The World Bank said Tuesday it recognises the National Transitional Council as Libya's official government, after the new regime promised moderate Islamic rule and to investigate alleged war crimes.
Explaining its decision was based on "evolving events in Libya and the views of member countries," the bank pledged a major rebuilding role after seven months of an insurrection that ousted dictator Muammar Gaddafi.
The move came as the NTC sought the surrender of Gaddafi diehards who have been mounting attacks against its fighters from a few enclaves including the oasis town of Bani Walid, southeast of Tripoli.
Gaddafi, wanted for alleged crimes against humanity by the International Criminal Court, remains in hiding but many of his inner circle and one of his sons have fled to neighbouring Niger.
But the pro-NTC forces who brought down the Kadhafi regime found themselves on Tuesday also accused of committing war crimes by the London-based human rights watchdog Amnesty International.
Amnesty said in the first days of the uprising groups of protesters killed a number of captured soldiers and suspected mercenaries.
"Some were beaten to death, at least three were hanged, and others were shot dead after they had been captured or had surrendered, Amnesty said in a report.
"The NTC is facing a difficult task of reining in opposition fighters and vigilante groups responsible for serious human rights abuses, including possible war crimes but has shown unwillingness to hold them accountable," it said.
But Amnesty acknowledged the atrocities allegedly committed by the now governing opposition were of a "smaller scale" than those carried out by Gaddafi's regime, which it says may be responsible for crimes against humanity.
The NTC responded by vowing to investigate the allegations, while acknowledging "there are a small number of incidents involving those opposed to Kadhafi."
In a statement issued in its eastern bastion Benghazi, the council's executive committee said it "strongly condemns any abuses perpetrated by either side.
"The NTC is firmly committed to human rights and the rule of law, both international and local," it said.
In his first public speech since arriving in Tripoli on Saturday, Libya's interim leader Mustafa Abdel Jalil told thousands of supporters in Martyrs' Square that moderate Islam would be Libya's main source of legislation.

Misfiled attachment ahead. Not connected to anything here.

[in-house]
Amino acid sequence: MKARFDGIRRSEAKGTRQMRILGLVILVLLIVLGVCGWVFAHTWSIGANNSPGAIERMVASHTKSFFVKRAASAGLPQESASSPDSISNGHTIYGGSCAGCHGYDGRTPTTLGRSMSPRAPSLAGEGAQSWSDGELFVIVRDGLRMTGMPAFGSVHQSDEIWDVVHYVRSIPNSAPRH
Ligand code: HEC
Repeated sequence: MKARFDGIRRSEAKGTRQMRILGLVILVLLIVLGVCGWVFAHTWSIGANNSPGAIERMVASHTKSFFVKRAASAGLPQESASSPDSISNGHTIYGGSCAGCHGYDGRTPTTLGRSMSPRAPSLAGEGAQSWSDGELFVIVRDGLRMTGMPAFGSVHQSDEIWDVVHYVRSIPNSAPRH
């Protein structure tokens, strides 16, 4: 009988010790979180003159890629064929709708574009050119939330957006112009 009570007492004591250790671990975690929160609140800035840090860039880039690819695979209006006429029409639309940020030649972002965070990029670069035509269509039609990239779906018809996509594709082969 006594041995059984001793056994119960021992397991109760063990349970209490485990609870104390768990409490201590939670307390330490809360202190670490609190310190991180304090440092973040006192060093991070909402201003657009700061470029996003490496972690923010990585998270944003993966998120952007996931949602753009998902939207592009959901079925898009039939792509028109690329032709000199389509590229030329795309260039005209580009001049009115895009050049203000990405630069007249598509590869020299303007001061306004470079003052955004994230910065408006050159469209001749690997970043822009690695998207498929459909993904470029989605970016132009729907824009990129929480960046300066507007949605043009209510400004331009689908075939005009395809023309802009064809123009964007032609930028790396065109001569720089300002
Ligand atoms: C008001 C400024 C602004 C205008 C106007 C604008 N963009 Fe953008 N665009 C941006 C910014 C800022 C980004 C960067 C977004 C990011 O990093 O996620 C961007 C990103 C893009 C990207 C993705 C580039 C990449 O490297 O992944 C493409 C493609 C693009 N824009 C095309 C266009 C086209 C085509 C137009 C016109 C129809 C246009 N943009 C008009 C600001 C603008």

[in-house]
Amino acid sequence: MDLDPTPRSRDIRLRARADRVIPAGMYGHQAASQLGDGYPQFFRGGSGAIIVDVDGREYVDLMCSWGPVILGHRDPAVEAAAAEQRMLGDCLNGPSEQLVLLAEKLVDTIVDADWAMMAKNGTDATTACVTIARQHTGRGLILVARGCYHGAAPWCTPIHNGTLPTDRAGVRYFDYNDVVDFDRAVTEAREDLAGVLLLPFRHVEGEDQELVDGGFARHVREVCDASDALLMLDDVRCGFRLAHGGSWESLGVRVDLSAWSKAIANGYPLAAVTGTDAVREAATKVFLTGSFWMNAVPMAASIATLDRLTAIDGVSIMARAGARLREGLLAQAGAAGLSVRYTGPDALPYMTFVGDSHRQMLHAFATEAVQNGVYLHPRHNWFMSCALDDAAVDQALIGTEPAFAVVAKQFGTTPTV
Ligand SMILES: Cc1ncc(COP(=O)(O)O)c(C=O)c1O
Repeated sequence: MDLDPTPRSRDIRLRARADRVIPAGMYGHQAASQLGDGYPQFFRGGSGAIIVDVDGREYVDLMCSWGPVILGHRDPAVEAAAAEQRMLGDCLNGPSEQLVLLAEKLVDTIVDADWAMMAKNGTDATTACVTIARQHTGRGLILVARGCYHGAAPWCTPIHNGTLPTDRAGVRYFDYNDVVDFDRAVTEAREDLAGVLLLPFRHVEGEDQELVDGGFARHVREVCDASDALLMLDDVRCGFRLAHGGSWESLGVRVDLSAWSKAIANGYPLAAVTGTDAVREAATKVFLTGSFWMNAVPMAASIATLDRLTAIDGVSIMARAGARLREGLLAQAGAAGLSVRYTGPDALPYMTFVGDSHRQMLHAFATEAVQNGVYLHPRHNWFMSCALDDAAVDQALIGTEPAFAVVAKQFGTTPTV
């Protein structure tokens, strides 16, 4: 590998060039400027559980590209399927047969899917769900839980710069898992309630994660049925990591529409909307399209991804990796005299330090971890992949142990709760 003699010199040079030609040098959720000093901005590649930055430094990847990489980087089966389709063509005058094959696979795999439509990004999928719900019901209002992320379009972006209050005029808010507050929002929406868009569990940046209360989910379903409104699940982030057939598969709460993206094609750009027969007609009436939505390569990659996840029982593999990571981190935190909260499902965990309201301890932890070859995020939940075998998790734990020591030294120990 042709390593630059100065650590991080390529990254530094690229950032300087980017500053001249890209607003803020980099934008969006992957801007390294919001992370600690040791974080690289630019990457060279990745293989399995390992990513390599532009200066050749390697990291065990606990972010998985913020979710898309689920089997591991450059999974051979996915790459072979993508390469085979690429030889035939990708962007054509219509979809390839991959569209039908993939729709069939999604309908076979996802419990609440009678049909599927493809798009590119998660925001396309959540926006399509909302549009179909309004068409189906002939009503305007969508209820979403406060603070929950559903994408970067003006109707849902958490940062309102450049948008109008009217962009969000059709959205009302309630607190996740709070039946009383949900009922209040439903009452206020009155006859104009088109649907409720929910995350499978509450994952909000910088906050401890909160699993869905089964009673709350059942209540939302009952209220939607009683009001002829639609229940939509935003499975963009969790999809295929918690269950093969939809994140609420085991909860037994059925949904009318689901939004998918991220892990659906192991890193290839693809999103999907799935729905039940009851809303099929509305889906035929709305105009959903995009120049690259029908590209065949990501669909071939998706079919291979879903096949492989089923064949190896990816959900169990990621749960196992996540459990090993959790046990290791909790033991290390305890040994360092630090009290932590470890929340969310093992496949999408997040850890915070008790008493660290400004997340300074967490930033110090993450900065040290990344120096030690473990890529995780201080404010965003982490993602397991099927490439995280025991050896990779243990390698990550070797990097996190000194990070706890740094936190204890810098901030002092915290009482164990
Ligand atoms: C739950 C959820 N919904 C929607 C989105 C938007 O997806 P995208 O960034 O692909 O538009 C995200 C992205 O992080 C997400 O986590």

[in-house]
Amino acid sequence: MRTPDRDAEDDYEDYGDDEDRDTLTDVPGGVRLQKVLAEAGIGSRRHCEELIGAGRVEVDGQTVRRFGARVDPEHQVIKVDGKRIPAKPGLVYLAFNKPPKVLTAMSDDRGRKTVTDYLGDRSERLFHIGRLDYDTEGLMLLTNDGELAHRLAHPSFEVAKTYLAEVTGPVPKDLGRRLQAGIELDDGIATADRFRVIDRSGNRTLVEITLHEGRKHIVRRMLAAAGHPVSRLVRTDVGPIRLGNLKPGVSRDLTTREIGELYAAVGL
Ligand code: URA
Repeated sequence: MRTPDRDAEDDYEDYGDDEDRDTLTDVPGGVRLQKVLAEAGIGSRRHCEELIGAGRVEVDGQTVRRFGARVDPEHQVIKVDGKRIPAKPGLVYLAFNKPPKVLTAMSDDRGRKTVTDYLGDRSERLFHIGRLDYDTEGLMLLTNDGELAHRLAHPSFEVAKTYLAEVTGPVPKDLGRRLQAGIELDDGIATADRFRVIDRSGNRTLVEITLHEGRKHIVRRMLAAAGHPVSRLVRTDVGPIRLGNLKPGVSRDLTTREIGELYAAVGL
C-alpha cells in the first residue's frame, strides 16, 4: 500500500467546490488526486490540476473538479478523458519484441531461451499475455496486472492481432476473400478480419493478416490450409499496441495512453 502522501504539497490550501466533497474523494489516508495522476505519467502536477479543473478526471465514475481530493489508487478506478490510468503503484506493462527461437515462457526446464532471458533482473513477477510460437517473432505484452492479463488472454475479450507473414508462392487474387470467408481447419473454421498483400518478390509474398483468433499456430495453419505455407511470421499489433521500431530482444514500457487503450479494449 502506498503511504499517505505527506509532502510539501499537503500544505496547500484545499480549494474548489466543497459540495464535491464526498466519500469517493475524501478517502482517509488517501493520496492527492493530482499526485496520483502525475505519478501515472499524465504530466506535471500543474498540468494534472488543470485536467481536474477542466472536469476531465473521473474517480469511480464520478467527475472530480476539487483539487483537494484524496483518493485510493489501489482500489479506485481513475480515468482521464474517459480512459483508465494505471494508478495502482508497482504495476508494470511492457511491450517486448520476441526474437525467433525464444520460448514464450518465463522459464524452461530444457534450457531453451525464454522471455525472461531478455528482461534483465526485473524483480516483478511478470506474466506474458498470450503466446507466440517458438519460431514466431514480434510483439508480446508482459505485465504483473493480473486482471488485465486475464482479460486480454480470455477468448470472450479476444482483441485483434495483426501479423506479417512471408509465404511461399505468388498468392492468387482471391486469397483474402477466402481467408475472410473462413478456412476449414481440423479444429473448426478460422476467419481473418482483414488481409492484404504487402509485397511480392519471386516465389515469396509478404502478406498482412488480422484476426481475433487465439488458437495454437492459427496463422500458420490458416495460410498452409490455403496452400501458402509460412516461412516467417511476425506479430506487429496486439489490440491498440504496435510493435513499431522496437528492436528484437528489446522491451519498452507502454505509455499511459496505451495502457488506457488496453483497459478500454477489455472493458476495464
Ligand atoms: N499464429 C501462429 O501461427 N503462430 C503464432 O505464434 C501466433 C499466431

"We will not accept any extremist ideology, on the right or the left. We are a Muslim people, for a moderate Islam, and we will stay on this road," he said Monday night.
Earlier, Gaddafi vowed to defeat those behind the "coup" that ousted him.
"It is not possible to give Libya to the colonialists again," he said in a statement read out on Syria-based Arrai Oruba television. "All that remains for us is the struggle until victory and the defeat of the coup."
On the economic front, the International Energy Agency said Libya could recover a quarter of its oil production by the end of 2011, and two-thirds by end-2012, adding a return to full output of about 1.6 million barrels a day could take two to three years.
And Canada said it has freed up $2.2 billion dollars of Libyan assets frozen in its banks as it renewed ties with the North African country.
The World Bank's recognition of the NTC came a day after China, which had long helped prop up Kadhafi before the uprising broke out, became the last permanent member of the UN Security Council to do so.
But South African President Jacob Zuma said Tuesday the African Union still does not recognise Libya's new leaders, on the eve of a regional meeting in Pretoria on the latest developments in the conflict.
On the battlefield, fighters of Libya's new rulers brandished new weapons outside Bani Walid, where residents were fleeing fearing clashes with Gaddafi forces.
Talks were underway through mediators for the surrender of Gaddafi diehards but "so far there is no result," said Abdullah Kenshil, the NTC's chief negotiator.
"They want to continue to fight and yesterday they bombed residential areas," he said.
Kenshil, citing fleeing residents, said the humanitarian situation in Bani Walid was difficult, with shortages of water, electricity and commodities.
The NTC assault to "liberate" the desert town, 180 kilometres (110 miles) southeast of Tripoli, has been stalled for three days, following the expiry of a deadline set for Gaddafi loyalists to surrender.
The area was calm on Tuesday, save for intermittent exchanges of fire and the sound of Nato warplanes flying overhead.
On Monday, Gaddafi loyalists had also launched ferocious counterattacks on the oil refinery town of Ras Lanuf in the east and on the road towards Gaddafi's hometown of Sirte.
Nato said Tuesday its warplanes had hit a radar system, eight surface to air missile systems, five surface to air missile trailers, an armed vehicle and two air defence command vehicles.
Monday's unexpected counter-offensive by Gaddafi loyalists came despite the flight to neighbouring Niger of 32 members of his inner circle, including his son Saadi.
US State Department spokeswoman Victoria Nuland said Niger was preparing to "detain" Saadi.
Three Kadhafi generals joined the other former regime officials in a Niamey safe house, a Nigerien official said Tuesday, as a Tunisian court freed another Libyan general after dismissing charges he entered the country illegally.
Nato said meanwhile that it does not know whether Kadhafi senior is still in Libya.
"To be frank we don't know if he has left the country," Nato spokesman Colonel Roland Lavoie told reporters from the operation's headquarters in Naples, Italy.
"He has not made public appearances in the country for a while and this raises questions about his whereabouts. But we don't have sure information about where he is at this time," he said.